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Seymour Bowling Club. Presentation of Trophies. [Newspaper Article] — Seymour Express and Goulburn Valley Avenel, Graytown, Nagambie, Tallarook and Yea Advertiser — 12 June 1914
Seymour Bowling Club. Presentation of Trophies. In order to commemorate the winning of the pennant and receiye it in due form, as well as to present the trophies won during the season, a smoke night was held at the Royal Hotel on Wednesday even ing. There was a large attendance, all local sporting hodies bei:lg rep resented. The cliir was occupied by the president of the .Bowling club, Mr S. Gronow. who was sup ported on the tight by Mr Bullen, the p~emier captain, and Cr. Chit tick, and on the left by Mr Boddy, the secretary of the club, and Mr Storey. The gathering was of a pleasing and social nature throughout. There was plenty of harmony and general rejoniing and appreciation of the triumph of the club in winning the Gonlburn Valley premiership. One of the distinctive -features, and which it was pieasin,'to witness, was the tconfidence reposed in the president (Mr Gronow) the carp talus ..(Messrs Bullen and Gu;ld) and in the secretary (Mr Boddy) and the expressious of goodwill a...
HOME INFLUENCE. [Newspaper Article] — Seymour Express and Goulburn Valley Avenel, Graytown, Nagambie, Tallarook and Yea Advertiser — 12 June 1914
H. OME INFLUENCE. - It is the home which moulds the -inds of our boys and girls-home in fluence, home example. Mothers and fathers should never forget that dur ing the first years of their boys' and girls' lives they look up to their par ents as gods-to be obeyed, to be imi tated in all things. Then comes the critical stage, when children have passed beyond the blind faith of ohild hood and learn to know their parents. Ilappy the mother and father who can fearlessly face this period knowing that their eltorts and their jives, though very faulty, yet bear the stamp of sin cerity. It argues ill for the home influence when "a long talk with mother" is not regarded as a privilege by the girls, for there are many subjects that only her handling is delicate enough to touch upon, and, on the other hand it is sad when "a chat with father1' is dreaded by the boys. The parents' treatment of each other does much to raise or lower them in the eyes of their children, and also inllu ence tile toy...
RIGHT TO DIE. "SELF-MURDER" OF A SUFFERING WIFE. [Newspaper Article] — Seymour Express and Goulburn Valley Avenel, Graytown, Nagambie, Tallarook and Yea Advertiser — 12 June 1914
RIGHT TO DIE. "SELF-MURDER" OF A SUFFER ING WIFE. A verdict of Folo-do-se, or self murder, was returned at the resumed inquest at Hampstead on Mrs. Sara Olga Jacoby, who took poison after having undergone four operations and been in ill-health for three years. Before this verdict was given the husband, a lace manufacturer, of Cre dition-road, West Hampstead, said that he distinctly wished the jury to return a verdict in accordance with the evi dence. His wife did only what she felt she had a perfect right to do. He did not desire them to return a verdict from sentiment, because if they did it would be an insult to his wife's mem ory. oJroseph Rand, a bath-chairman who .took Mrs. Jacoby out almost daily, said he used to buy endamol for her. Dr. Ludwig Freybergor said he had made an analysis and found veronal, which was the main constituent of endamol. Thirty grains was a fatal dose, but in the case of Mrs. Jacoby, with her disease, a smaller quantity would be fatal. She would have di...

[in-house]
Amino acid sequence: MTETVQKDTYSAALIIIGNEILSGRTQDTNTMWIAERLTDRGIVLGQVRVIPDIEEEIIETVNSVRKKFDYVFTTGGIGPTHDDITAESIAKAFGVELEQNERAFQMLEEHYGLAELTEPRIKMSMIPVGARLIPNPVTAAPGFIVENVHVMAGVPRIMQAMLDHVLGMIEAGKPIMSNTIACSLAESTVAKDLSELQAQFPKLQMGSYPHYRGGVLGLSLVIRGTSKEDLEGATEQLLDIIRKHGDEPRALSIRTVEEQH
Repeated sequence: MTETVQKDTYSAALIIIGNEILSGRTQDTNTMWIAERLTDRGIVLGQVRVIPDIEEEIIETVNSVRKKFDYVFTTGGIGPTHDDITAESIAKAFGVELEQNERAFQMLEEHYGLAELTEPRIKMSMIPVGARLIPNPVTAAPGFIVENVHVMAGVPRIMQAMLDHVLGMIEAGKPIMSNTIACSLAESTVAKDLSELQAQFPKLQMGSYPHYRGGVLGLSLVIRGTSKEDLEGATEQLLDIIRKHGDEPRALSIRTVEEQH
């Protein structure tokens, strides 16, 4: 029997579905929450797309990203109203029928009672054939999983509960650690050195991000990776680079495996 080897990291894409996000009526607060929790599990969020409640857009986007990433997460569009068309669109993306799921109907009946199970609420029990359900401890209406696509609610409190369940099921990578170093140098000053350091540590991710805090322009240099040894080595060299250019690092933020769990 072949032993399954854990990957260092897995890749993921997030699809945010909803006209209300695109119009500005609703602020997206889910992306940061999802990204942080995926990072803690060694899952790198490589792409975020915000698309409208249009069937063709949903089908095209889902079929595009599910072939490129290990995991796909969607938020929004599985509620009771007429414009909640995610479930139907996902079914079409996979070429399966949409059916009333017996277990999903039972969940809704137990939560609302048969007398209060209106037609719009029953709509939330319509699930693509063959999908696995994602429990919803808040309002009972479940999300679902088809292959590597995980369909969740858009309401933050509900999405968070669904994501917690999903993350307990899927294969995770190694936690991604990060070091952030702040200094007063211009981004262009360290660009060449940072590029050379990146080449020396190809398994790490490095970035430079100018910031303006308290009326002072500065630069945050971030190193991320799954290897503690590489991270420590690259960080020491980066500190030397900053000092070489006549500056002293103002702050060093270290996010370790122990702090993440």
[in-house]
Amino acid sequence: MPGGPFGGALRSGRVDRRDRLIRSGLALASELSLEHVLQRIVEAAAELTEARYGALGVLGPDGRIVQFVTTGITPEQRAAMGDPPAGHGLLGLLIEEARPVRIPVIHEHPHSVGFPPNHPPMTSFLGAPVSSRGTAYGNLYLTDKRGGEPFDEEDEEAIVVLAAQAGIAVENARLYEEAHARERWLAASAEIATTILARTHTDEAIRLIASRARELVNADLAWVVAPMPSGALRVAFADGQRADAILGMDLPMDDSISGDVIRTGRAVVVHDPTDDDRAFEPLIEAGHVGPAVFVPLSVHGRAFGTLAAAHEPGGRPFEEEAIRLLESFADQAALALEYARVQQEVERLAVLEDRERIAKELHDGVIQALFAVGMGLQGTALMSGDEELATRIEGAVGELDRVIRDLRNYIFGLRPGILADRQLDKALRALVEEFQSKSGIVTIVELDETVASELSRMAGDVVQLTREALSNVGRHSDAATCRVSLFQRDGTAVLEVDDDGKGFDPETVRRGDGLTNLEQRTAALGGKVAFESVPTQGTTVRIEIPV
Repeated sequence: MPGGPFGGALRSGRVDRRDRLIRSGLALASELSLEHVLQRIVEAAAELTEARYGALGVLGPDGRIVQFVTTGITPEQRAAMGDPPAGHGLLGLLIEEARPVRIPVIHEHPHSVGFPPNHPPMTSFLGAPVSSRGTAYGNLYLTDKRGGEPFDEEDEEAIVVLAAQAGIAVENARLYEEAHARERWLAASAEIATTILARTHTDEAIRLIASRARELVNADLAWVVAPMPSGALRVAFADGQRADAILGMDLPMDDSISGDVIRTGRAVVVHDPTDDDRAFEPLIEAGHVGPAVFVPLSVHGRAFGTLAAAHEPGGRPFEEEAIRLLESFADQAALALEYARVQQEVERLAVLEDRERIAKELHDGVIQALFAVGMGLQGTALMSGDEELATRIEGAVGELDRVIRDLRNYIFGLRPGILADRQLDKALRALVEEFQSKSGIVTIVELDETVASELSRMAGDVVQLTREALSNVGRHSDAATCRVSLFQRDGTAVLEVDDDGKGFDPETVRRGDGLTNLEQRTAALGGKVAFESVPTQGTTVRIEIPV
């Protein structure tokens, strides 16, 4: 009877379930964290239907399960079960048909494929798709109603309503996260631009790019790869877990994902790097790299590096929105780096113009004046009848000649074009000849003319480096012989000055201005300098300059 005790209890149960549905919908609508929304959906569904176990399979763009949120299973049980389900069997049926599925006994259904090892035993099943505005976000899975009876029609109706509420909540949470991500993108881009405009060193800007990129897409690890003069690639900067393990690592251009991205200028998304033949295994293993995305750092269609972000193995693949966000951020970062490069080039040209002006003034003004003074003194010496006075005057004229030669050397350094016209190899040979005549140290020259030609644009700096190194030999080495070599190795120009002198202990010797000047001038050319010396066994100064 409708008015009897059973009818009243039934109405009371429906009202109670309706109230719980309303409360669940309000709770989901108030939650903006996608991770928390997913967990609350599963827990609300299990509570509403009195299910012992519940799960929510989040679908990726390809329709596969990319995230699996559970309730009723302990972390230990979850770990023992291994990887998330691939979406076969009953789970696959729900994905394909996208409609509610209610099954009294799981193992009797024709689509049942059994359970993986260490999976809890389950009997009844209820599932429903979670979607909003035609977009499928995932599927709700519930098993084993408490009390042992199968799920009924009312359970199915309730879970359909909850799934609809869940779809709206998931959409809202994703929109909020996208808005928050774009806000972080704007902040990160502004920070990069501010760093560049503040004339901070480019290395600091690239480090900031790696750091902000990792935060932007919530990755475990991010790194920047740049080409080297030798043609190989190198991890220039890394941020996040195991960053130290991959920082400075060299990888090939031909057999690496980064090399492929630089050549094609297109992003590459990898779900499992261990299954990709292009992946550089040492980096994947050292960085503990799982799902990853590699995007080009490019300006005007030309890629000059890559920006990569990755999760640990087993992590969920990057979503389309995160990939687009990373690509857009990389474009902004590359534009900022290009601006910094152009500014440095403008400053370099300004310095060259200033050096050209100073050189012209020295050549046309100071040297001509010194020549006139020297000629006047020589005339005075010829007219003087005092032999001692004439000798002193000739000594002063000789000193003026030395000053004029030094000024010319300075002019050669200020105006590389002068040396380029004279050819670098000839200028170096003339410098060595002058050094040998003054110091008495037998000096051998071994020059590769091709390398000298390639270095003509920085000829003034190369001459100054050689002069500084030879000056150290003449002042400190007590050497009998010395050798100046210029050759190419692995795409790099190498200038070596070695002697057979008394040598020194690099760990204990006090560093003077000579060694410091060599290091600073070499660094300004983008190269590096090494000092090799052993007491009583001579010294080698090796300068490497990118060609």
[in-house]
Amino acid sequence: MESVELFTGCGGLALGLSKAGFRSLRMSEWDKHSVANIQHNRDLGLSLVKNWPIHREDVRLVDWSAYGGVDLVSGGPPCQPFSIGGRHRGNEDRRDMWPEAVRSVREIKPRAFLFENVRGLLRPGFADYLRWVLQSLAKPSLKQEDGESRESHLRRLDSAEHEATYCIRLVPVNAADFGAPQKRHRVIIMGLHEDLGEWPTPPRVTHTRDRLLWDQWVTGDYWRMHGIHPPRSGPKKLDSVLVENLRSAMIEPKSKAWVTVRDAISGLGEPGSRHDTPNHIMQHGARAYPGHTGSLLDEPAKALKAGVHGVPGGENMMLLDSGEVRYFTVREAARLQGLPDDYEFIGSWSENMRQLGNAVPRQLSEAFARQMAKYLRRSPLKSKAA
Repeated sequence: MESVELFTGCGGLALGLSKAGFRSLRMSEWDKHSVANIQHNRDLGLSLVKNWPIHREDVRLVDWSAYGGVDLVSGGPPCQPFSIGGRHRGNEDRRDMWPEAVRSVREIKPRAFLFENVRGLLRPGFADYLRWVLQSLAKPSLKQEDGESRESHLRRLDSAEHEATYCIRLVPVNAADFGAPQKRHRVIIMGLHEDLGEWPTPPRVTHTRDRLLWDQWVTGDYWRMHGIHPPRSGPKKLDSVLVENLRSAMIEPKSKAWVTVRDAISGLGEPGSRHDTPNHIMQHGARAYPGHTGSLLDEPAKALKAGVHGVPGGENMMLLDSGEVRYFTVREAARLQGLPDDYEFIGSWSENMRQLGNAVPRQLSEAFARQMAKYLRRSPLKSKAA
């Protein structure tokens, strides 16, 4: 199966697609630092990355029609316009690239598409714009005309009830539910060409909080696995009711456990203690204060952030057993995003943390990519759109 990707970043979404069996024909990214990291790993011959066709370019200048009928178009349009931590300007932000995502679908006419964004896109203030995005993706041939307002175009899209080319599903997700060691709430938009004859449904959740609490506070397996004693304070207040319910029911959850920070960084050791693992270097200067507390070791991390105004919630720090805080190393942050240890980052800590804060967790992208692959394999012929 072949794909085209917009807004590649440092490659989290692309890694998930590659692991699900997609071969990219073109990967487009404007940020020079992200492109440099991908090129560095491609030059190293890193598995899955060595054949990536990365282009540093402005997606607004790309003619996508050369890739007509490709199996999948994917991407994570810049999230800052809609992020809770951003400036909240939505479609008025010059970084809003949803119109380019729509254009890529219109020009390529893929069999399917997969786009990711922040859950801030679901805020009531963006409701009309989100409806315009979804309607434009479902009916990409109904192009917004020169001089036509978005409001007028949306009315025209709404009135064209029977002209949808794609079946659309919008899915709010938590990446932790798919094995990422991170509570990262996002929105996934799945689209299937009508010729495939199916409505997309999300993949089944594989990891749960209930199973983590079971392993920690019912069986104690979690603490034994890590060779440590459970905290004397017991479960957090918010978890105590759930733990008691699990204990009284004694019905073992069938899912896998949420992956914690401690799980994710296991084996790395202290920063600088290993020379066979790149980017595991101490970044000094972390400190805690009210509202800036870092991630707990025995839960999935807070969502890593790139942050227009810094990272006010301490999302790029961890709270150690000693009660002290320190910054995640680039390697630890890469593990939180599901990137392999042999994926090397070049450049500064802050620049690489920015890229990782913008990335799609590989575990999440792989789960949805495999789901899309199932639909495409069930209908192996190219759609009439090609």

HOW HIS HORSE JIBS NOT. [Newspaper Article] — Seymour Express and Goulburn Valley Avenel, Graytown, Nagambie, Tallarook and Yea Advertiser — 12 June 1914
itM HIS HORSE JIBS NOT.U' bdomon Broadup hitched Selim to the "one-hoss" rig and turned his "·ad villageward. You see, Solomon -Ad some apples that he wished to Mearket. The animal went about half the distance quite well; then bad thoughts entered his head-ho would jib. And jib he did, so bad that all Solomon's efforts to make himi go were unavailing. He did not whip the horse, mind you. Like his ancieot namesake, Solomon was possessed of wisdom, having imbibed during his two-score and odd years a sullicient supply for every-day purposes. Hoe merely pushed Selim back a little out of the way of passers-by; then, show ing him a strap, and putting it under his very nose, he went to the off-silo and securely fastened one 'end of the strap to his foreleg close up to his body. Then throwing the other end across his shoulder, he fastened it to his near leg between the foot and pas torn joint, taking the strap up enough to raise the foot 'considerably off the ground. Then Solomon sat down t...
AN AGRICULTURAL COLLEGE TRAIN. [Newspaper Article] — Seymour Express and Goulburn Valley Avenel, Graytown, Nagambie, Tallarook and Yea Advertiser — 12 June 1914
AN AGRICULTURAL COLLEGE TRAIN. In California the mountain is car ?ied to lahomet, and the farmers are served by a travelling college. This is a tYaiu. The season 1911-12 was the fourth year of running, and close on 5,000 miles were covered in the last campaign. In the train individual ears were devoted to special subjects 2f agricultural and horticultural inter Dst, so that.persons interested in a spe cial line could visit that car in parti eilar, listen to the lecture of the spe cialist in charge of the car, and ask as many questions as they saw fit. The precise number of auditors at these lee tures during 1911-12 was 102,624, ac cording to a careful census taken at each stop of the train. This was an increase of 24,000 persons, or 31 per cent. over the attendance of the pro vious year. Commenting on the latest tour, the '-'Pacific Free Press" states that there was a noted increase of in terest at practically every place visit cd, and in all of the few instances where the attendanc...
THE MANAGEMENT OF YOUNG PIGS. [Newspaper Article] — Seymour Express and Goulburn Valley Avenel, Graytown, Nagambie, Tallarook and Yea Advertiser — 12 June 1914